HIE brain injuries in newborns | Southampton Hospital Charity

HIE brain injuries in newborns

Announcement: On 16 September 2019, we reached the full £7,800 target, so this research will begin in Autumn 2019! Thank you so much to everyone who donated.

Hypoxic-ischaemic encephalopathy (HIE) is a type of brain injury caused by a lack of oxygen getting to a baby from the placenta around the time of birth.

HIE occurs in 1 in every 1,000 births in the UK.

We've been fundraising for this project since February 2019, so watch what happened when we told Dr Vollmer the good news!

Beth and Wilder's story:

Beth Kendall talks to us about her experiences with Hypoxic Ischemic Encephalopathy (HIE) which is a form of brain injury in newborns.

“Before my son Wilder was born, I’d never heard of HIE. I was about to give birth to my first baby and though I was naturally anxious, the possibility of my child being born sick was not something I’d given much thought to.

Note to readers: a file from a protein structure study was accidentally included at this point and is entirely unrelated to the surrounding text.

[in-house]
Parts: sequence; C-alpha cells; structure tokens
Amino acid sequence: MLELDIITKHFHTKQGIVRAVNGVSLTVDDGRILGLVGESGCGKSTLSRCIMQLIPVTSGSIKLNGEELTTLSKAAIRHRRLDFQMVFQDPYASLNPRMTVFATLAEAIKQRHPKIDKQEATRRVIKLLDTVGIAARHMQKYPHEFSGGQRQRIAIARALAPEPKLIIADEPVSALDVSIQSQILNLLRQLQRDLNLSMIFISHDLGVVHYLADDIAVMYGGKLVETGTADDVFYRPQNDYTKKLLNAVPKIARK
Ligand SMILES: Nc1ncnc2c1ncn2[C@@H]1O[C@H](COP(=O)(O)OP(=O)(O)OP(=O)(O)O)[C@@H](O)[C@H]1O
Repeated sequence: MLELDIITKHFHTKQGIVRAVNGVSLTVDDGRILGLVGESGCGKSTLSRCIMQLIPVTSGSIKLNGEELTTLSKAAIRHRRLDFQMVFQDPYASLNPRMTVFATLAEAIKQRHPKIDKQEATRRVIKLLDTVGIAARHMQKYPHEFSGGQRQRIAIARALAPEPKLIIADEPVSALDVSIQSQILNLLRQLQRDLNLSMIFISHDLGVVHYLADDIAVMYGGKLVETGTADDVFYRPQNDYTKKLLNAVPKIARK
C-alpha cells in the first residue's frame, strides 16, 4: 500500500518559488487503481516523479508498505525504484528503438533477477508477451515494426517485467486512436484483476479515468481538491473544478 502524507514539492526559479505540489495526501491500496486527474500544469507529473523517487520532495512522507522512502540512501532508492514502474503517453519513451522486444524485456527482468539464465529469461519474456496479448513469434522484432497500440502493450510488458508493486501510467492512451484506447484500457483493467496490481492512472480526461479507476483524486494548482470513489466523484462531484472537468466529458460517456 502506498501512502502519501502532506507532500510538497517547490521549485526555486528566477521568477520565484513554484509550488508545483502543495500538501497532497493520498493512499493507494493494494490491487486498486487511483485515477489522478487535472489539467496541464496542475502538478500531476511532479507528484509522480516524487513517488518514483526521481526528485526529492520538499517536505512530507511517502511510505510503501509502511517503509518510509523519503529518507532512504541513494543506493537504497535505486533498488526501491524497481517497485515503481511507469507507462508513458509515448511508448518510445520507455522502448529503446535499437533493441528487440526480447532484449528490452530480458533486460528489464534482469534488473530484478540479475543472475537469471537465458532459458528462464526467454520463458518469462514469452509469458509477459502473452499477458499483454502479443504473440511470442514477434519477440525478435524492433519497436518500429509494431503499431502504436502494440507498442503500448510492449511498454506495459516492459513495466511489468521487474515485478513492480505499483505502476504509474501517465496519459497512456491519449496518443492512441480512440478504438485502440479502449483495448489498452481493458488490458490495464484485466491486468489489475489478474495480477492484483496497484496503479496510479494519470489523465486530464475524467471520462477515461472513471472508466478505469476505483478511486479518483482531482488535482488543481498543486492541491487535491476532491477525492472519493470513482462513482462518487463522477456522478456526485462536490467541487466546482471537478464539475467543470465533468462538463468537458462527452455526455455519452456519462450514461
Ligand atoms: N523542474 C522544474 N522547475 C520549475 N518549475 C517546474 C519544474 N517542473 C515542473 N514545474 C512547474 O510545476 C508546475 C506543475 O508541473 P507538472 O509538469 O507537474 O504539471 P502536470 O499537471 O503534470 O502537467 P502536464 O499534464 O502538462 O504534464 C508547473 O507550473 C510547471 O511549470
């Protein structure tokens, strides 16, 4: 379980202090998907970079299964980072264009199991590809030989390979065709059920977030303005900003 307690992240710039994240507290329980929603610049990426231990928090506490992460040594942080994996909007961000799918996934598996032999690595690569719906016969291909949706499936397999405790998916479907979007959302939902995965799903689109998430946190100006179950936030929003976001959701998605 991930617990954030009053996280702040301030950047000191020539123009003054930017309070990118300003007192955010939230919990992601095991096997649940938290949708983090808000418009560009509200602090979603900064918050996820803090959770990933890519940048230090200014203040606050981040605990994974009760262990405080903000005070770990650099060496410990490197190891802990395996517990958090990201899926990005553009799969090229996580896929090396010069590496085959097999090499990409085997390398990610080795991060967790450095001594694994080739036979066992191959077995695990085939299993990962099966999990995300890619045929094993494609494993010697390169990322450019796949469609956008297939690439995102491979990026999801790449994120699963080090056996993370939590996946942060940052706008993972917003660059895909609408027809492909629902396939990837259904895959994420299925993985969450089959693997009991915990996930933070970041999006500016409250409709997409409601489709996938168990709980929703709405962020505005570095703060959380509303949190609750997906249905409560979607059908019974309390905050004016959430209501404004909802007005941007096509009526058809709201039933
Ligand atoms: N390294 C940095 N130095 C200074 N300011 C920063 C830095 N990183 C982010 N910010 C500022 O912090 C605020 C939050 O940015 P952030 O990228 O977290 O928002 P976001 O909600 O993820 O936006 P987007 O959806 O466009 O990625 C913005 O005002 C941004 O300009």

Then, at full-term, my baby stopped moving and had to be delivered via emergency caesarean section. He’d had a feto maternal haemorrhage and was born white as a ghost and silent after subsequently suffering a stroke.

I didn’t just enter the world of motherhood that day. I entered the world of neonatal intensive care and perinatal mental health. After we returned home, life returned with more meaning and purpose. It’s hope and love and the support of family and amazing friends that got us through. And Wilder, of course!”

Beth has designed a wildflower pressed print with profits coming to the Southampton and Oxford neonatal intensive care units.